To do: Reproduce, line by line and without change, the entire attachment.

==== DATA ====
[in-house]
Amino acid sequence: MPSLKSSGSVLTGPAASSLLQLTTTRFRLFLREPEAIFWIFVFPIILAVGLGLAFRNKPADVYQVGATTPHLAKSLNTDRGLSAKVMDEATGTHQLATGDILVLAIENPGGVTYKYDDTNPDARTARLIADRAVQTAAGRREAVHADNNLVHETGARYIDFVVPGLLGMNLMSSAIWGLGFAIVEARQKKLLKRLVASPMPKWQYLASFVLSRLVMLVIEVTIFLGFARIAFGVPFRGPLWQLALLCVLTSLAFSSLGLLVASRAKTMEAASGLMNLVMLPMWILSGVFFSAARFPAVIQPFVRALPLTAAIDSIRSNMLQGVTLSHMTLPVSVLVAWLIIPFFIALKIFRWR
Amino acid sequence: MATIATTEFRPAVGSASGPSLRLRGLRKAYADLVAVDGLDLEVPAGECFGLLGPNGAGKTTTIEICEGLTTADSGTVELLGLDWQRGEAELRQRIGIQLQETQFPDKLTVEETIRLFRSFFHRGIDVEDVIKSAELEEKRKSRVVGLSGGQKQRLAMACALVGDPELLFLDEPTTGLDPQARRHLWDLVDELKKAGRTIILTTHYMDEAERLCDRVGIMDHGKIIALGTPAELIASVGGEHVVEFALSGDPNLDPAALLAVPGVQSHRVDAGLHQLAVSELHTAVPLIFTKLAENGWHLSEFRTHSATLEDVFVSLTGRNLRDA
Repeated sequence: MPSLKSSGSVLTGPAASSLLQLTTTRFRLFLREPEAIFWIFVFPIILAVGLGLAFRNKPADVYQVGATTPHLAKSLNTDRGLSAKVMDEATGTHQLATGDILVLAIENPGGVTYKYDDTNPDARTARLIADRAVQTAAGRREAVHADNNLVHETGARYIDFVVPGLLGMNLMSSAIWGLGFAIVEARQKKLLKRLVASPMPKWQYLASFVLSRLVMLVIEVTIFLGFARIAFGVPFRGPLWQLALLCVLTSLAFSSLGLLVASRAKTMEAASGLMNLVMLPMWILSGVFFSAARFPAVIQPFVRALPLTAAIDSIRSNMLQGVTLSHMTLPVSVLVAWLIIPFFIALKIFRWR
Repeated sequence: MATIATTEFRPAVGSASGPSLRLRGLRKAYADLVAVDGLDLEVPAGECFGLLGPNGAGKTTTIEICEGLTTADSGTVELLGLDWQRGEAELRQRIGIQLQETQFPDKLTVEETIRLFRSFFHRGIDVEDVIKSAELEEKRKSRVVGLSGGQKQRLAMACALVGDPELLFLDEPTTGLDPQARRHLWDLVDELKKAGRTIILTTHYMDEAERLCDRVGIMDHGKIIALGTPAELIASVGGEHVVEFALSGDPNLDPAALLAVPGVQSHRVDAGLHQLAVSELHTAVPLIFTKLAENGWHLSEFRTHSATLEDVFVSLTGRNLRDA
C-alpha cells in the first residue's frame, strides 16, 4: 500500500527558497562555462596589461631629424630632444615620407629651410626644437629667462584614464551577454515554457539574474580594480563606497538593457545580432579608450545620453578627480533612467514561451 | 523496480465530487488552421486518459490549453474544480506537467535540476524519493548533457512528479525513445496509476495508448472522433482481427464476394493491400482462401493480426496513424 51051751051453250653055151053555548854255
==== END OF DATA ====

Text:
[in-house]
Amino acid sequence: MPSLKSSGSVLTGPAASSLLQLTTTRFRLFLREPEAIFWIFVFPIILAVGLGLAFRNKPADVYQVGATTPHLAKSLNTDRGLSAKVMDEATGTHQLATGDILVLAIENPGGVTYKYDDTNPDARTARLIADRAVQTAAGRREAVHADNNLVHETGARYIDFVVPGLLGMNLMSSAIWGLGFAIVEARQKKLLKRLVASPMPKWQYLASFVLSRLVMLVIEVTIFLGFARIAFGVPFRGPLWQLALLCVLTSLAFSSLGLLVASRAKTMEAASGLMNLVMLPMWILSGVFFSAARFPAVIQPFVRALPLTAAIDSIRSNMLQGVTLSHMTLPVSVLVAWLIIPFFIALKIFRWR
Amino acid sequence: MATIATTEFRPAVGSASGPSLRLRGLRKAYADLVAVDGLDLEVPAGECFGLLGPNGAGKTTTIEICEGLTTADSGTVELLGLDWQRGEAELRQRIGIQLQETQFPDKLTVEETIRLFRSFFHRGIDVEDVIKSAELEEKRKSRVVGLSGGQKQRLAMACALVGDPELLFLDEPTTGLDPQARRHLWDLVDELKKAGRTIILTTHYMDEAERLCDRVGIMDHGKIIALGTPAELIASVGGEHVVEFALSGDPNLDPAALLAVPGVQSHRVDAGLHQLAVSELHTAVPLIFTKLAENGWHLSEFRTHSATLEDVFVSLTGRNLRDA
Repeated sequence: MPSLKSSGSVLTGPAASSLLQLTTTRFRLFLREPEAIFWIFVFPIILAVGLGLAFRNKPADVYQVGATTPHLAKSLNTDRGLSAKVMDEATGTHQLATGDILVLAIENPGGVTYKYDDTNPDARTARLIADRAVQTAAGRREAVHADNNLVHETGARYIDFVVPGLLGMNLMSSAIWGLGFAIVEARQKKLLKRLVASPMPKWQYLASFVLSRLVMLVIEVTIFLGFARIAFGVPFRGPLWQLALLCVLTSLAFSSLGLLVASRAKTMEAASGLMNLVMLPMWILSGVFFSAARFPAVIQPFVRALPLTAAIDSIRSNMLQGVTLSHMTLPVSVLVAWLIIPFFIALKIFRWR
Repeated sequence: MATIATTEFRPAVGSASGPSLRLRGLRKAYADLVAVDGLDLEVPAGECFGLLGPNGAGKTTTIEICEGLTTADSGTVELLGLDWQRGEAELRQRIGIQLQETQFPDKLTVEETIRLFRSFFHRGIDVEDVIKSAELEEKRKSRVVGLSGGQKQRLAMACALVGDPELLFLDEPTTGLDPQARRHLWDLVDELKKAGRTIILTTHYMDEAERLCDRVGIMDHGKIIALGTPAELIASVGGEHVVEFALSGDPNLDPAALLAVPGVQSHRVDAGLHQLAVSELHTAVPLIFTKLAENGWHLSEFRTHSATLEDVFVSLTGRNLRDA
C-alpha cells in the first residue's frame, strides 16, 4: 500500500527558497562555462596589461631629424630632444615620407629651410626644437629667462584614464551577454515554457539574474580594480563606497538593457545580432579608450545620453578627480533612467514561451 | 523496480465530487488552421486518459490549453474544480506537467535540476524519493548533457512528479525513445496509476495508448472522433482481427464476394493491400482462401493480426496513424 51051751051453250653055151053555548854255